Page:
AMD also working on a real-time Ray-Tracing technology via Microsoft DirectX
In a fortunate turn of events, AMD also announced their own real-time Ray-Tracing technology just a day after Nvidia announced their own. This is in line with AMD’s presentation at GDC 2018 and their commitment to bring it to the gamers. Basically, AMD is teaming up with Microsoft to bring the technology via DirectX. More specifically the DirectX12 – paving the future of the API. What we know at the moment are already written at the headline – and then some.
“AMD is developing several tools and open libraries like Radeon ProRender and Radeon Rays to allow real-time ray-tracing rendering, enabling the production of photo-realistic images and many different types of lighting effects with high performance on any combination of CPU and GPUs. This presentation will cover how to use this open ecosystem for any rendering application.”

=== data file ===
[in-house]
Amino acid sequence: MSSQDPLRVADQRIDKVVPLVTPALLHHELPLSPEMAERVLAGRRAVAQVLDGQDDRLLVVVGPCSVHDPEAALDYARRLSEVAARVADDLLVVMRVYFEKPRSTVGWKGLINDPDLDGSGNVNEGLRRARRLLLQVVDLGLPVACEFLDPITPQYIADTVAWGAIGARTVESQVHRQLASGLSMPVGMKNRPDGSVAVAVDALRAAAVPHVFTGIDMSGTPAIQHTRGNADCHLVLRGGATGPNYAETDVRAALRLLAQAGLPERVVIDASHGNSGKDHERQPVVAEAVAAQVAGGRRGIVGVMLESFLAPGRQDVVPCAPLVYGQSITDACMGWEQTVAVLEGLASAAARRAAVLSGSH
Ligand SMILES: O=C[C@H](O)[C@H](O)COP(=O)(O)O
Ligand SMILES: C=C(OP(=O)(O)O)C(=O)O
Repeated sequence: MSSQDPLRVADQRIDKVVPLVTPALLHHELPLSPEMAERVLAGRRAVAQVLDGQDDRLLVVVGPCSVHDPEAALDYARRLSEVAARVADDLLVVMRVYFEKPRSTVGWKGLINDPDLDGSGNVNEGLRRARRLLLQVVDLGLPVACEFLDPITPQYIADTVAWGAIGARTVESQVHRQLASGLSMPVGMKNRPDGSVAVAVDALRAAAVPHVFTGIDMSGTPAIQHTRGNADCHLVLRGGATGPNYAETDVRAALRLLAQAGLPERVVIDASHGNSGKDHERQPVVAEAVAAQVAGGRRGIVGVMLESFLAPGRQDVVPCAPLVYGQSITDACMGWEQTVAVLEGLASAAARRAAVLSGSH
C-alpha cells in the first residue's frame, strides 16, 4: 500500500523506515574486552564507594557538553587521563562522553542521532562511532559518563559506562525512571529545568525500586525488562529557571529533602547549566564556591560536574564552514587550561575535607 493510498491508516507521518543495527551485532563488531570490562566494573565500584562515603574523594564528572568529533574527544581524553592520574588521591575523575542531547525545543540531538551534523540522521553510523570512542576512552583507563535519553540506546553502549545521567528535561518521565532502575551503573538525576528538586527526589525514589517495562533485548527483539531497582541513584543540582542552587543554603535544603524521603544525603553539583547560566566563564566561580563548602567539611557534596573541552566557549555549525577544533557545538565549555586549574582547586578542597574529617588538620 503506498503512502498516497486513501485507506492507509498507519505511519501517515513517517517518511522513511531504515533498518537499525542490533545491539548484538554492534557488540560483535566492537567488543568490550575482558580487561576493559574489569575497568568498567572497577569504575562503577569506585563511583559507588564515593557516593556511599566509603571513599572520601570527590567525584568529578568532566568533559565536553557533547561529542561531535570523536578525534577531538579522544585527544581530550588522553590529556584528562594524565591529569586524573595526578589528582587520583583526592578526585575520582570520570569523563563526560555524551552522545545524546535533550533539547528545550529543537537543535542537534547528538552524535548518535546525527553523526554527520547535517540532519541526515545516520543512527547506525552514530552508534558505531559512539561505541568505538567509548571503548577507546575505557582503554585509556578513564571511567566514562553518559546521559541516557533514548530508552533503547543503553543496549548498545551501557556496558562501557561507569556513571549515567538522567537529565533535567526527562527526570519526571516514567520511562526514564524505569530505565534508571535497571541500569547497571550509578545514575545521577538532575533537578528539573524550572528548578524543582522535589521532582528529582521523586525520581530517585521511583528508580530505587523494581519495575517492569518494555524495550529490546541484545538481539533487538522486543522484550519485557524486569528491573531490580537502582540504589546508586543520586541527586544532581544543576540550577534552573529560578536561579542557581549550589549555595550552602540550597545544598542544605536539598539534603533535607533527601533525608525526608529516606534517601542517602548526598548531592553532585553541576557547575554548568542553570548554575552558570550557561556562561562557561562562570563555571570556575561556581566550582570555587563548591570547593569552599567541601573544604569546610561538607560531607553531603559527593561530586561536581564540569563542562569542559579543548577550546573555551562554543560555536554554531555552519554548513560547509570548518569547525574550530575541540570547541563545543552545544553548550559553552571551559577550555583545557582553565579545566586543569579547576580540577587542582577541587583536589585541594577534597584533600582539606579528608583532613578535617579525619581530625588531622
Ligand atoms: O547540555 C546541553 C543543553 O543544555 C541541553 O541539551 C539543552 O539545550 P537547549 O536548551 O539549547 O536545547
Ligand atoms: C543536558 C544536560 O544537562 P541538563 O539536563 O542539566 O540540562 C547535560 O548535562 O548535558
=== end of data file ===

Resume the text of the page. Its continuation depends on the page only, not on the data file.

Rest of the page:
The AMD Radeon Rays and Radeon ProRender are actually open library kits that should help AMD to realize real-time Ray-Tracing. Based on the white paper via GPUOpen, Radeon Rays is a heterogeneous Ray-Tracing technology that should work with GPUs and APUs on any platform that supports the OpenCL 1.2 standard. The Radeon ProRender on the other hand is a physically-based rendering engine based on Radeon Rays itself.
Radeon Rays has been around for more than 2 years actually, and this year should mark AMD and Microsoft’s commitment to develop a capable set of tools for the tech to be realized.
“AMD is collaborating with Microsoft to help define, refine and support the future of DirectX12 and ray tracing. AMD remains at the forefront of new programming model and application programming interface (API) innovation based on a forward-looking, system-level foundation for graphics programming. We’re looking forward to discussing with game developers their ideas and feedback related to PC-based ray tracing techniques for image quality, effects opportunities, and performance.”
The technology is also not limited to AMD hardware or any specific operating systems. This is inline with the company’s push for an open platform for developers to play with. Thank you, OpenGPU platform.